Innovative parks and gardens
Photo: Kok Leng Yeo
On slightly cooler days, there’s nothing we enjoy better than getting out for some fresh air, and Singapore has some amazing green areas with some innovative infrastructure. The rightly celebrated Henderson Waves (Henderson Rd, www.nparks.gov.sg) giant worm-like park connector is a rewarding sight to behold after trekking up Mount Faber – it’s equally stunning at night, when the walkway is lit up. From there, the parks are connected along the Southern Ridges trail, which also takes you through Hort Park (33 Hyderabad Rd, 6471 5601, www.nparks.gov.sg; Daily 6am-10pm) and several enjoyable stretches along several elevated pathways, providing great views along the way.
We also appreciate the city’s efforts to integrate more gardens throughout the city – we love the ‘secret’ rooftop garden on the 11th and 12th floors of Orchard Central mall (181 Orchard Rd, www.orchardcentral.com.sg), which provides great views high above Orchard Road, as well as several garden sculptures by famed Japanese artist Yayoi Kusama.
One of our favourite hidden parks further afield is off Pungol 17th Avenue, which features a sandy volleyball area and a few undulating walkways leading to a secluded stretch of beach.
And of course, we have to give a shout-out to the many gardens around Changi Airport (6541 2222, www.changiairport.com) – one of the many features the our top-ranked airport has to offer – including a cactus garden in Terminal 1, koi ponds in Terminal 2 and a butterfly garden on the second floor of Terminal 3.
Fancy public swimming pools
On a hot day, there’s nothing better than taking a quick dip in a pool; thankfully, Singapore has one of the highest densities of public swimming pools in the world. At $1-$2 per entry, they’re on of the cheapest entertainment options around – and some have some pretty fancy facilities.
The Sengkang Swimming Complex (57 Anchorvale Rd, 6315 3574; Tue-Sun 8am-9.30pm) boasts eight slides and a jacuzzi, while Choa Chu Kang Swimming Complex (1 Choa Chu Kang St 53; 6767 8606; Tue-Sun 8am-9.30pm) features a wave pool and a ‘lazy river’, as well as a section for kids, making it a great place to spend the day.
For a bonafide water park, check out Wild Wild Wet (Downtown East, 1 Pasir Ris Cl; 6581 9128; Mon-Fri 1-7pm, Sat & Sun and PH 10am-7pm) – it’s a bit pricier (entry $14-$24), but has a great range of slides and fun water playground (but no pool for swimming laps).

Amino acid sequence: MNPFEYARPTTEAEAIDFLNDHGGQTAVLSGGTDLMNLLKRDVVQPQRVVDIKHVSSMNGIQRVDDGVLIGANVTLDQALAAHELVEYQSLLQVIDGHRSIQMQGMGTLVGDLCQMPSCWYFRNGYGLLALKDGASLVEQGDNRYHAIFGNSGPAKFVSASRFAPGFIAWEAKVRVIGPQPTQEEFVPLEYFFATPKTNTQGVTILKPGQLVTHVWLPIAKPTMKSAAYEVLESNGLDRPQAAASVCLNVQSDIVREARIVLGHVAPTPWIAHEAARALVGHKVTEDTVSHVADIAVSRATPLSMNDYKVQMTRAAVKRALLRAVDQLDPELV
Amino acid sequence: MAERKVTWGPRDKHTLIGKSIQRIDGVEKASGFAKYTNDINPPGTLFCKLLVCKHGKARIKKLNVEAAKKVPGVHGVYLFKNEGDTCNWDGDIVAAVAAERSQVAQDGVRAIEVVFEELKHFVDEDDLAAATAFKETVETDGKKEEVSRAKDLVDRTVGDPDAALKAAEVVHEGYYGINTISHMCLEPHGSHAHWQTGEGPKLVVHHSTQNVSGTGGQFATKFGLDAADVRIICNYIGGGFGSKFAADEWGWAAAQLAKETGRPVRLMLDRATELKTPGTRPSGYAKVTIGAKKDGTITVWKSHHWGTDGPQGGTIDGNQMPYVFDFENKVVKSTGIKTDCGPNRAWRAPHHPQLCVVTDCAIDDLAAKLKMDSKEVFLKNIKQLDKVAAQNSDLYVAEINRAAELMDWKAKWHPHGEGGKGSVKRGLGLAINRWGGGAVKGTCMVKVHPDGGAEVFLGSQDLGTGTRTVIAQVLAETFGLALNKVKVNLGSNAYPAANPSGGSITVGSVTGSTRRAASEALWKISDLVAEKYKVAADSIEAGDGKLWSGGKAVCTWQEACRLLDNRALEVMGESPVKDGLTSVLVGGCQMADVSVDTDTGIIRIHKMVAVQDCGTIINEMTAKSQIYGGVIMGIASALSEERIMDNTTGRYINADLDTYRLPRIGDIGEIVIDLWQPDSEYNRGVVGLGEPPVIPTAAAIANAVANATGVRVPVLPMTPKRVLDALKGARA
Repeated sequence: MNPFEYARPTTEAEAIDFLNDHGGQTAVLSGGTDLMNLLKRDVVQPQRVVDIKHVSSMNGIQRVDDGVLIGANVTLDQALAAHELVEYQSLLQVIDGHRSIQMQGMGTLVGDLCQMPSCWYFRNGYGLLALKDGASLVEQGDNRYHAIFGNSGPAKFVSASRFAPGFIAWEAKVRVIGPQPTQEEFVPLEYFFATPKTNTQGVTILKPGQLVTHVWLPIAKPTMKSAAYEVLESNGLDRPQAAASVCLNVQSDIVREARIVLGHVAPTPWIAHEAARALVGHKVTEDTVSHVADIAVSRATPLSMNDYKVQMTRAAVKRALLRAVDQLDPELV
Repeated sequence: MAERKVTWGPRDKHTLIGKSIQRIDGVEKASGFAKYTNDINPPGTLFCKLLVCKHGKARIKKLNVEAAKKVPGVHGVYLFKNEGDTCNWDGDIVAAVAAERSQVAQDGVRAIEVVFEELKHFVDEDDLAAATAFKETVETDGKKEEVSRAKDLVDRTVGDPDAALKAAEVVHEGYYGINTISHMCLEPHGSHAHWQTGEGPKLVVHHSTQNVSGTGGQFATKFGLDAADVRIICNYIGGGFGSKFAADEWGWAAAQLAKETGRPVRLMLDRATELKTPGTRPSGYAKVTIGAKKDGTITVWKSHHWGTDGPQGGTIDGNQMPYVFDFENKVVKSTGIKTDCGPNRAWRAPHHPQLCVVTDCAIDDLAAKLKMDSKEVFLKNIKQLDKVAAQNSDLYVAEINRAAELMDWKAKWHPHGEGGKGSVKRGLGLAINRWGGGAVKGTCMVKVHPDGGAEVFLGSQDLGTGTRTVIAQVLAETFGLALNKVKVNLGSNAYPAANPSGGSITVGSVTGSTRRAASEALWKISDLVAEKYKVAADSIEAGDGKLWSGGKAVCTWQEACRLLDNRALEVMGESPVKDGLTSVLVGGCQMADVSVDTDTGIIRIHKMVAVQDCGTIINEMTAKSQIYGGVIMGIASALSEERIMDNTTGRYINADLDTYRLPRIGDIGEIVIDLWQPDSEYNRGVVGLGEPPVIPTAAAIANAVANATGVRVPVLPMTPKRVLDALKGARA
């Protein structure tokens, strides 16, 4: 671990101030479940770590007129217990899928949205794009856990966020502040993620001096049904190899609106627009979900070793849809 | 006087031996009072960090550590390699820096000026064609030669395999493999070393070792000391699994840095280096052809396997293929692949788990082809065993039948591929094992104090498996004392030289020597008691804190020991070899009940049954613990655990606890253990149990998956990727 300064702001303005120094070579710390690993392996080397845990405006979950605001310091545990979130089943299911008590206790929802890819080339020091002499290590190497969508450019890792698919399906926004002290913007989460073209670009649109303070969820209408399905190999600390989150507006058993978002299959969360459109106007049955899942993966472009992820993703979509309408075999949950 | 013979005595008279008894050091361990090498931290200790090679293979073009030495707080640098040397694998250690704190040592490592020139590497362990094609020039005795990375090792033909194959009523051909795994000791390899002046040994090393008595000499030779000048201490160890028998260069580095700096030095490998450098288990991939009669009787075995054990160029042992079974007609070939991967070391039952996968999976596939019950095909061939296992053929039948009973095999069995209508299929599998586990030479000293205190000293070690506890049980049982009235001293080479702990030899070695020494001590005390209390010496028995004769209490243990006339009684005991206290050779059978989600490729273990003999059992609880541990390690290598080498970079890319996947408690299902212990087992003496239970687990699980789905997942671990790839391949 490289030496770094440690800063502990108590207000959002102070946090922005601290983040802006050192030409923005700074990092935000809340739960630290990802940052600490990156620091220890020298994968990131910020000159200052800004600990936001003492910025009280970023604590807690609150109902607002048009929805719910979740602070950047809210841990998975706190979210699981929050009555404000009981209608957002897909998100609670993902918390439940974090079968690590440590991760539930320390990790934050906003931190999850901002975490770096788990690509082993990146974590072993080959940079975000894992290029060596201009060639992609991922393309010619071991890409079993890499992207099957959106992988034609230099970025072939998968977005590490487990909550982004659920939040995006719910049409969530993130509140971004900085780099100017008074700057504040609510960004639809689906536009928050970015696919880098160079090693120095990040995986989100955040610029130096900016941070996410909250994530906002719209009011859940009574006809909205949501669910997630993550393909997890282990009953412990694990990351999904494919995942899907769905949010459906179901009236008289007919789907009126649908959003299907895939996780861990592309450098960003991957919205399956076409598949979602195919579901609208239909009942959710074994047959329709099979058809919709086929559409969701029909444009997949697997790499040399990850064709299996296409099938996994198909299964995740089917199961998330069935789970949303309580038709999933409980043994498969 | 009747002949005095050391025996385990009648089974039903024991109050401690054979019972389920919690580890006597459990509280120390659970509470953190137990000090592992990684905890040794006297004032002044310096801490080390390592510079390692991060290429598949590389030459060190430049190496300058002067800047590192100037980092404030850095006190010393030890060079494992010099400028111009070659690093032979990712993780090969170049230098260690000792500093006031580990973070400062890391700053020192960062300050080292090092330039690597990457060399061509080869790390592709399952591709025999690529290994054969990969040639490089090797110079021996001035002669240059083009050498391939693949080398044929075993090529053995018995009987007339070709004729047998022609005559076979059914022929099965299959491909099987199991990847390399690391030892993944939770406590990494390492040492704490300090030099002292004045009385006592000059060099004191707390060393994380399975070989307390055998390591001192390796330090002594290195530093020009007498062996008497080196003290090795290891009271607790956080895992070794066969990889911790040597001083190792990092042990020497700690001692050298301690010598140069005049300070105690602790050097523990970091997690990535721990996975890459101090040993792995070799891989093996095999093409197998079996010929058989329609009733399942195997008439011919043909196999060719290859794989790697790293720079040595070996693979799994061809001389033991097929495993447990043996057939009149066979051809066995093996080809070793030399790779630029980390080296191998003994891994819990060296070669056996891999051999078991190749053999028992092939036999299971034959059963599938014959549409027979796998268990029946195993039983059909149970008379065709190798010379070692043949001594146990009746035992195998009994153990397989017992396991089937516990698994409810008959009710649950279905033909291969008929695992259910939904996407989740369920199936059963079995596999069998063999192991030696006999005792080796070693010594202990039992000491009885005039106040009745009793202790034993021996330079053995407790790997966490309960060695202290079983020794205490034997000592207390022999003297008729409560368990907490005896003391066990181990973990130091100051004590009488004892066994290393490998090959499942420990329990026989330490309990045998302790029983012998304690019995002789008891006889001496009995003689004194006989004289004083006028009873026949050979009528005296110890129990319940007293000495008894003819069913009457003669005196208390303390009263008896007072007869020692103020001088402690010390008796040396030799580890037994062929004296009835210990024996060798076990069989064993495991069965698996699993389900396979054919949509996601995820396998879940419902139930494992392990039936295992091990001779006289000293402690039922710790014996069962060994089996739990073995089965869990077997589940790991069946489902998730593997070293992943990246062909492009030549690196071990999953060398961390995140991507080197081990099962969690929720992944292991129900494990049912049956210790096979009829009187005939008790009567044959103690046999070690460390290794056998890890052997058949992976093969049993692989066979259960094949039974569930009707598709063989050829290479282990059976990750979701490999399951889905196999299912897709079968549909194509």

Who says it’s boring in Singapore? If you’re a thrill-seeker, there are multiple ways to simulate just about any daredevil experience you can think of – in complete safety. Sentosa in particular has a number of fun ‘virtual’ experiences packed onto the island, and though they often get written off as overpriced tourist traps, one of the most exhilarating experiences we’ve had is ‘flying’ at iFly Singapore (43 Siloso Beach Walk, 6571 0000,www.iflysingapore.com; Mon-Tue & Thu-Sun 9am-10pm; Wed 10.30am-10pm). The experience is more akin to the rush of skydiving, as a massive wind tunnel blows you upwards, allowing you to float on the air for the same amount of time it takes to do a real skydive (prices from $80/two flights).
There’s genuine fun to be had at the Wave House (36 Siloso Beach Walk, 6238 1196, www.wavehousesentosa.com. Daily 10.30am-10.30pm), which allows you to surf on a steady stream of water. For beginners, we recommend the easier waves, but there are also more expensive settings, which can simulate what it’s like to surf in a barrel wave ($45-$50/hour).
Another activity available semi-exclusively in Singapore is Flight Experience Singapore (Singapore Flyer, 6339 2737, www.flightexperience.com.sg; online booking only), an acclaimed flight simulator that’s one of only ten outlets worldwide. The experience lets you sit in a life-size model of a cockpit for 30 minutes or more (packages from $175) and operate the machinery with an instructor by your side from take-off to landing.
Finally, if your dream is to be an F1 racer, Ultimate Drive (Singapore Flyer, 6333 0817, www.ultimatedrive.com, daily 9am-10pm) provides an actual Lamborghini Gallardo Spyder or a Ferrari F430 F1 Spider for you to drive for 15 minutes – and lucky for us, there’s an F1 street circuit already set up (packages from $298).
From pick-up soccer games to hanging out and playing cards by the kopitiam, we love the culture of sitting in the street and playing a game while onlookers grunt their approval (or disapproval). Some of the more unusual games we’ve seen around town are carrom – a mixture of billards and air hockey – under the fluroescent lights along Lembu Road Open Space in Little India. Though it’s primarily men who play, they’re generally open if you’re keen to have a go. We’ve also occassionally come across games ofsepak takraw – described as kick volleyball, which involves players using everything except for their arms to get a small rattan ball back and forth over the net – played along courts generally used for badminton beside Membina Court by the HDB blocks on Jalan Membina. It’s a particular thrill watching the longer rallys, with players jumping, juggling and high-kicking to keep the ball in the air.